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A Patriot Ledger series: Summary | PART 1 | PART 2 | PART 3 | UPDATES

Melanie's Story

A first-hand story from the grandfather of 13-year-old victim Melanie Powell
Memories of Melanie: A photo slideshow


State ranked among the worst in nation
Quincy judge was among first to take a hard line


TIMELINE: How Massachusetts drunken driving law has changed
Alcohol's causes and effects
How local and state courts treat repeat drunken drivers
Busiest courts in state for drunken driving arraignments

The cost of drunken driving

Massachusetts fails compared with other states
Death toll from drunken driving

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An image of Melanie Powell graces her tombstone. The 13-year-old Marshfield girl was killed by a drunk driver in 2003.A LIFE CUT SHORT

Melanie's Story: A family celebrates the life and still mourns the loss of beloved teen killed by a repeat drunken driver

Melanie Powell, a 13-year-old girl from Marshfield, was killed by a repeat-offense drunk driver on a summer afternoon while crossing Route 139 on her way to a birthday party. She was just one of 156 people killed by drunken drivers in Massachusetts in 2003. I always thought tragedies like that happened to someone else’s family. Then it happened to mine. Mel was my granddaughter.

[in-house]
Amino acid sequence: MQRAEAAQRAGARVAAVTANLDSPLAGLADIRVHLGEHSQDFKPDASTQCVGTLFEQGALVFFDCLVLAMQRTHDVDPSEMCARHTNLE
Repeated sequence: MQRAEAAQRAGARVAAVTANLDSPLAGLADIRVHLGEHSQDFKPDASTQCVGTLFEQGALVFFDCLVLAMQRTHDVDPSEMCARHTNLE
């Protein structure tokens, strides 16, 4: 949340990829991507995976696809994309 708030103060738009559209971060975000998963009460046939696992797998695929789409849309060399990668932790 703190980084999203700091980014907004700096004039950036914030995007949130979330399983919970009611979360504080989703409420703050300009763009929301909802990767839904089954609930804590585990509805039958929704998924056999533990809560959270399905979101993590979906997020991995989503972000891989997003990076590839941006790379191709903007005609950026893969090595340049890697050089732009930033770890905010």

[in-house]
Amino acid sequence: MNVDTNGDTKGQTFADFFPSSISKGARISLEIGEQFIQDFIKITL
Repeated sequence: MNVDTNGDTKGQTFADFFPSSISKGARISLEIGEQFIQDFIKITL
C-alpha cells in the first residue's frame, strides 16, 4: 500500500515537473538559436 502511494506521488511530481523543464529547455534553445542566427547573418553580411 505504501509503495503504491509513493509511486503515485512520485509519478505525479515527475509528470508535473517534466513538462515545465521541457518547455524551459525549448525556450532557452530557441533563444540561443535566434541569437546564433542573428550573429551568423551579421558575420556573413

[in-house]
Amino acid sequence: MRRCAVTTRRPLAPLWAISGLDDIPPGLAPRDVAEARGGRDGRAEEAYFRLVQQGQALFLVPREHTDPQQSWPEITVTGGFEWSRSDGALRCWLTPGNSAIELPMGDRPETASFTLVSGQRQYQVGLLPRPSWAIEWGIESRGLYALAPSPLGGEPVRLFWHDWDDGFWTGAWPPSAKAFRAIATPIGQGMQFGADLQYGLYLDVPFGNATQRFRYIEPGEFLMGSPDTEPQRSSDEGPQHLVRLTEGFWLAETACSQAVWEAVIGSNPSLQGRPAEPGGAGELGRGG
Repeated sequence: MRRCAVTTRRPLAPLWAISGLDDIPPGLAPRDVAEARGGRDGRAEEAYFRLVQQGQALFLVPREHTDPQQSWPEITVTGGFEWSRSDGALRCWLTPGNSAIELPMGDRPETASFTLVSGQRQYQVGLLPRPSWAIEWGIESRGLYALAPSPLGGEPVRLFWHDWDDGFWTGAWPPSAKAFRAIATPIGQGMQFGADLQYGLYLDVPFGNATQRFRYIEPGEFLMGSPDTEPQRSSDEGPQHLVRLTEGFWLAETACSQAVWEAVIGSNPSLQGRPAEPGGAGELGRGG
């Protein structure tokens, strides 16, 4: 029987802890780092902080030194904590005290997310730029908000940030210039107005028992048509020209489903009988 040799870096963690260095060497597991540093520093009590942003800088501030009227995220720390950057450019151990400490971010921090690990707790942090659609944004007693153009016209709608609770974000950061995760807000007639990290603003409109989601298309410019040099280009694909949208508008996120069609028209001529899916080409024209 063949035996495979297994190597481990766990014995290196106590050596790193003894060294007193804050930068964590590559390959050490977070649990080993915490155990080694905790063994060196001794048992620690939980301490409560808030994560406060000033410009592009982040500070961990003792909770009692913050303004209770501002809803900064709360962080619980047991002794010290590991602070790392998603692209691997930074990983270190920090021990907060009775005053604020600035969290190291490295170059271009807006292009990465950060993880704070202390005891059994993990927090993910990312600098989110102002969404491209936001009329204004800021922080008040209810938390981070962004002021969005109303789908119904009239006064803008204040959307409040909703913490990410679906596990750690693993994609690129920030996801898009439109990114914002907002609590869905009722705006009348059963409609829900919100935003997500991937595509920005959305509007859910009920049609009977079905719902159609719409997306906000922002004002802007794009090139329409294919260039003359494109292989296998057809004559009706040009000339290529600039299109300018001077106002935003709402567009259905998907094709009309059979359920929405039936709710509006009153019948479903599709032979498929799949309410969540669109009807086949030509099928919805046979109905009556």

Continued from previous page

Golf tournament to raise money for scholarship fund

A golf tournament will be held Sept. 26 at Olde Scotland Links in Bridgewater to raise money for the Melanie J. Powell Memorial Scholarship Fund and

Proceeds will also benefit a Mothers Against Driving Drunk program that trains and certifies individuals to provide advocacy and support to drunken driving victims and their families.

The $175 registration includes 18 holes of golf, cart, range balls and dinner. Free refreshments will also be available throughout the day.

Registration will begin at 7:30 a.m. and the golfing will begin with an 8 a.m. shotgun start.

Hole sponsorships are $100.

For more information, call Ron Bersani at 800-696-9505 ext. 201